Pavlich: Trump and Obama officials agree — there's a crisis at the border

Last week, U.S. Customs and Border Protection (CBP) Commissioner Kevin McAleenan went to El Paso, Texas, with a desperate message for those back in Washington: the border is at a breaking point. 

“Two weeks ago, I briefed the media and testified in Congress that our immigration system was at the breaking point. That breaking point has arrived this week at our border. CBP is facing an unprecedented humanitarian and border security crisis all along our southwest border,” McAleenan said. “On Monday and Tuesday CBP started the day with over 12,000 migrants in our custody. As of this morning, that number was 13,400. A high number for us is 4,000. A crisis level is 6,000 – 13,000 is unprecedented.”

The numbers are staggering, and they are unsustainable.

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The same week of McAleenan’s visit, Border Patrol agents were forced to house immigrants under the El Paso del Norte International Bridge because detention centers are completely full.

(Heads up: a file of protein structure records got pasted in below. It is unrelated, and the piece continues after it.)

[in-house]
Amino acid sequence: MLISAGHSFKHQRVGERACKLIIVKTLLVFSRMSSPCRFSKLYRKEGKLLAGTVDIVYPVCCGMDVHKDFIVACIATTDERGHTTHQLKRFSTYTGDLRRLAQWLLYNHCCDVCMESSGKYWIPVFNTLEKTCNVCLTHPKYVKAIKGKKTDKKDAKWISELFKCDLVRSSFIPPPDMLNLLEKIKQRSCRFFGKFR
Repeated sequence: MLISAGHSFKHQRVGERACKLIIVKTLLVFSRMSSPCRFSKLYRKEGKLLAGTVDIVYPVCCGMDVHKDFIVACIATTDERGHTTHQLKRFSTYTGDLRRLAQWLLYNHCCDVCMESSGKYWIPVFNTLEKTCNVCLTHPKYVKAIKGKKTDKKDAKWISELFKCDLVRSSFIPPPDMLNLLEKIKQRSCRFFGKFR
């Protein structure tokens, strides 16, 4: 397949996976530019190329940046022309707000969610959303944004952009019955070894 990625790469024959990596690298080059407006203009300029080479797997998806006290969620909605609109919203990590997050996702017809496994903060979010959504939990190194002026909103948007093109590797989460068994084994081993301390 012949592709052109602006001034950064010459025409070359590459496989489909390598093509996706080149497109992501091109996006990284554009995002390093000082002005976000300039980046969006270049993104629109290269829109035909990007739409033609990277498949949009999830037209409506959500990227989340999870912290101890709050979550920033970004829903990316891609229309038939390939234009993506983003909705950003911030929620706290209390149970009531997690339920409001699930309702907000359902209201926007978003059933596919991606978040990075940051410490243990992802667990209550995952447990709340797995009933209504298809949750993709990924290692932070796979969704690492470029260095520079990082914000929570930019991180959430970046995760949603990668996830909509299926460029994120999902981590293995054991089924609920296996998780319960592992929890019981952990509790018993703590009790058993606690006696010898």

In Yuma, Arizona Border Patrol agents have been forced to release hundreds of illegal immigrants onto the streets due to facilities being at full capacity. 

Homeland Security Secretary Kirstjen NielsenKirstjen Michele NielsenTrump casts uncertainty over top intelligence role Juan Williams: Trump, his allies and the betrayal of America Trump taps Texas Rep. Ratcliffe to replace Dan Coats as top intelligence official MORE traveled to Honduras last week to address the problem at its source. During her trip, she met with security officials from El Salvador, Honduras and Guatemala and entered into a new agreement to deal with what she describes as a “system in free fall.”

“America shares common cause with the countries of Central America in confronting these challenges,” Nielsen said about the new Memorandum of Cooperation between the four countries. “We all want to enforce our laws, ensure a safe and orderly migrant flow, protect our communities, facilitate legal trade and travel, support vulnerable populations, interdict dangerous and illicit drug flow, and secure our borders.”